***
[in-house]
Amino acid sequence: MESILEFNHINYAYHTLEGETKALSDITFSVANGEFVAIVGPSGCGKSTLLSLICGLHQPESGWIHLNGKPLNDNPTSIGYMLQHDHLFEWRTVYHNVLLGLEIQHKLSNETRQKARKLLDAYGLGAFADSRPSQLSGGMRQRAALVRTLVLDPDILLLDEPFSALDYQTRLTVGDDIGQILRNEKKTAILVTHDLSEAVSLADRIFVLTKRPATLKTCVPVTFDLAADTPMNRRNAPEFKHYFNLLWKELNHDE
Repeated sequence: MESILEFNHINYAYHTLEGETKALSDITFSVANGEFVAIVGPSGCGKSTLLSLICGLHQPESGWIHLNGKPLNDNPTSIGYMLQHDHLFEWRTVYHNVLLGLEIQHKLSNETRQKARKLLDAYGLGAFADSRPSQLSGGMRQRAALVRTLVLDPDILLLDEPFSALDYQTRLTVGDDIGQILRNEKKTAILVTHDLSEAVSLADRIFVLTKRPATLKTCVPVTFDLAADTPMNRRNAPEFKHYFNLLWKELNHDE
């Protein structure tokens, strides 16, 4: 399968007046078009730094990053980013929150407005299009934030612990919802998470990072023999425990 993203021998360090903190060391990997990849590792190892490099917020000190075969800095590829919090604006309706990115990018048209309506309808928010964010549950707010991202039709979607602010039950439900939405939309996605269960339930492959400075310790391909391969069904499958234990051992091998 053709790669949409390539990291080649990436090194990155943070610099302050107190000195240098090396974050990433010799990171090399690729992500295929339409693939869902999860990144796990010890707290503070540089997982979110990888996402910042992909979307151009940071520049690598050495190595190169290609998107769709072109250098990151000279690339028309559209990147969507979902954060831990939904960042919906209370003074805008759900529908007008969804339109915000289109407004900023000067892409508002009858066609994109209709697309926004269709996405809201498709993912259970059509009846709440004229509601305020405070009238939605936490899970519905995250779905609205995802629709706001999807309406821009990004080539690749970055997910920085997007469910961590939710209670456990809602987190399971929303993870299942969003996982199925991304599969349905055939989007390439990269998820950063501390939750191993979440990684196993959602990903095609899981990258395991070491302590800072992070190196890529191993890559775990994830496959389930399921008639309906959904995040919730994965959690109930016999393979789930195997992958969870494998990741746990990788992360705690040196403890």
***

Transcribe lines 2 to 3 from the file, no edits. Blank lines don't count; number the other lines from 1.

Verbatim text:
Amino acid sequence: MESILEFNHINYAYHTLEGETKALSDITFSVANGEFVAIVGPSGCGKSTLLSLICGLHQPESGWIHLNGKPLNDNPTSIGYMLQHDHLFEWRTVYHNVLLGLEIQHKLSNETRQKARKLLDAYGLGAFADSRPSQLSGGMRQRAALVRTLVLDPDILLLDEPFSALDYQTRLTVGDDIGQILRNEKKTAILVTHDLSEAVSLADRIFVLTKRPATLKTCVPVTFDLAADTPMNRRNAPEFKHYFNLLWKELNHDE
Repeated sequence: MESILEFNHINYAYHTLEGETKALSDITFSVANGEFVAIVGPSGCGKSTLLSLICGLHQPESGWIHLNGKPLNDNPTSIGYMLQHDHLFEWRTVYHNVLLGLEIQHKLSNETRQKARKLLDAYGLGAFADSRPSQLSGGMRQRAALVRTLVLDPDILLLDEPFSALDYQTRLTVGDDIGQILRNEKKTAILVTHDLSEAVSLADRIFVLTKRPATLKTCVPVTFDLAADTPMNRRNAPEFKHYFNLLWKELNHDE